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  • Developing a Model of Cerebral Large Vessel Occlusion-Reperfusion in New Zealand White Rabbits

    Final Number:
    241

    Authors:
    Prad Selvan MD; Sundeep Mangla MD; Frank Barone

    Study Design:
    Laboratory Investigation

    Subject Category:
    Basic Science

    Meeting: AANS/CNS Cerebrovascular Section 2018 Annual Meeting

    Introduction: We aimed to develop a model of middle cerebral artery (MCA) occlusion and reperfusion in NZW rabbits using fluoroscopically guided endovascular devices.

    Methods: Studies were conducted on six consecutive 4.5-5kg NZW rabbits. All animals were anesthetized with isoflurane. The first group (n=2) underwent neck dissection until the common carotid artery (CCA) was visualized. A small arteriotomy was created in the external carotid artery (ECA) through which a flame-blunted 6-0 silk suture was introduced and advanced into the internal carotid artery (ICA). In the second group (n=4) femoral access was established using a 5F sheath. A 1.9F catheter was used to advance a 0.010’’ guide wire into the distal ICA. In both groups, occlusion was maintained for 2hrs then the occluding device was withdrawn. All rabbits underwent neurological examination every 6 hours. At 24hrs all rabbits were euthanized and brains were histologically examined for ischemia using 2,3,5-triphenyltetrazolium chloride (TTC) staining.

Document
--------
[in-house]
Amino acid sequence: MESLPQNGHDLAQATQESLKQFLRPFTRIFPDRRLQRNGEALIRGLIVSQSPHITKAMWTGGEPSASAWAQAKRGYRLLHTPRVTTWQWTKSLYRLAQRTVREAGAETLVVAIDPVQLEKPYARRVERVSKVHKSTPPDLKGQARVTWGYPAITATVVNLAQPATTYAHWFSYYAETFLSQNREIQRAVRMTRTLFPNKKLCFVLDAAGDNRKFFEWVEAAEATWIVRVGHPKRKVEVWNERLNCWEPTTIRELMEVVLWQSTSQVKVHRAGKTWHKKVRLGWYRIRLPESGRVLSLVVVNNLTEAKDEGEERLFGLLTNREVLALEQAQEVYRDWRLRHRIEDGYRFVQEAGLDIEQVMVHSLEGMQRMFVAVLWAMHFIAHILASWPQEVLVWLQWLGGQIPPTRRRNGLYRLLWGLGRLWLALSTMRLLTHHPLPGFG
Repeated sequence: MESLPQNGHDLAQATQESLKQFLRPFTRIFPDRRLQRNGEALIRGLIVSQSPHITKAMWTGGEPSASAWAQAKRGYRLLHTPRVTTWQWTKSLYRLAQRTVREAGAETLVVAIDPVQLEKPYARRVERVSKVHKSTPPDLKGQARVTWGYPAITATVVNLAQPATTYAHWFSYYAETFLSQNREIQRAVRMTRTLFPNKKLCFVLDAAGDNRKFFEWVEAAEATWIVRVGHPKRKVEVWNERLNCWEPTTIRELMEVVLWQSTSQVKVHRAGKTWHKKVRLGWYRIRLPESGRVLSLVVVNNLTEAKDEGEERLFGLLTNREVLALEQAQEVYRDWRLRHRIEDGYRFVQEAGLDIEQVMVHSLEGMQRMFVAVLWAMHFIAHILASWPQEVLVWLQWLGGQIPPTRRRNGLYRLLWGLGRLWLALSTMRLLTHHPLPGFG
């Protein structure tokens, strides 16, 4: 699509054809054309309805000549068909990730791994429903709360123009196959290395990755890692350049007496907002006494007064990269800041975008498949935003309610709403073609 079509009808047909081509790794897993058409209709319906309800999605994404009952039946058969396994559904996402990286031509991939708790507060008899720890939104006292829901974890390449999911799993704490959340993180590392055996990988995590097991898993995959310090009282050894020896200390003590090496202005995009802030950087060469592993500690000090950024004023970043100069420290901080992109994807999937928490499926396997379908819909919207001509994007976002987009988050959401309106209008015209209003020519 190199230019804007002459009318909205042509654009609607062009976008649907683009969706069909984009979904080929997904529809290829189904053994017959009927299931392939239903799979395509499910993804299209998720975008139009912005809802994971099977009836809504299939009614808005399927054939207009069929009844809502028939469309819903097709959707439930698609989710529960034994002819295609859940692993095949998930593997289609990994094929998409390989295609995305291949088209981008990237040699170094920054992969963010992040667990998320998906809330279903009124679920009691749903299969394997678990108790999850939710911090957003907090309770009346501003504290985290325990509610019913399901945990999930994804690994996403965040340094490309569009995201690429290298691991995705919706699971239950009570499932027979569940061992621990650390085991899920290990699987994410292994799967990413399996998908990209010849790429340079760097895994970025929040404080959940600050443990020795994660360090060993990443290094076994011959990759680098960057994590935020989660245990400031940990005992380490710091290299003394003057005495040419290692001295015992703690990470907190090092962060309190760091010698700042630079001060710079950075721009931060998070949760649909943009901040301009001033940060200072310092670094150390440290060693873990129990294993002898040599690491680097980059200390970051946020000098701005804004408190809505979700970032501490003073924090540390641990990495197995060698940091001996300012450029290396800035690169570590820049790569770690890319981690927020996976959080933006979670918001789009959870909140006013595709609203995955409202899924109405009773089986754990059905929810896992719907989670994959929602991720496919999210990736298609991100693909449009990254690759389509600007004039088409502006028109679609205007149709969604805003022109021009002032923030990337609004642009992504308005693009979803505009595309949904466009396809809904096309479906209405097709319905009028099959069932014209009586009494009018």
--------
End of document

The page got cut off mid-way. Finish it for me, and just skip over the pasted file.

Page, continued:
Results: All rabbits underwent general anesthesia without any complications. In the first group the intraluminal suture would not advance beyond the foramen of the basisphenoid bone. In the second group femoral access was established successfully in all animals. The microcatheter was advanced into the ICA in 4 rabbits. The guidewire was advanced to the distal ICA in 3 animals. Severe vasospasm prevented ICA catheterization in two rabbits and microwire advancement in one rabbit. Of the 3 rabbits with successful microwire advancement to the distal ICA, none showed functional or histological evidence of cerebral ischemia.

    Conclusions: NZW rabbits can be used to introduce endovascular devices into the cerebral vasculature. Smaller devices and adjunctive calcium channel blockers may be needed to develop a consistent model of cerebral ischemia and reperfusion.

    Patient Care: Foster translational stroke research in large animal models.

    Learning Objectives: Understand endovascular techniques used to enter the cerebral vasculature of New Zealand White rabbits

    References:

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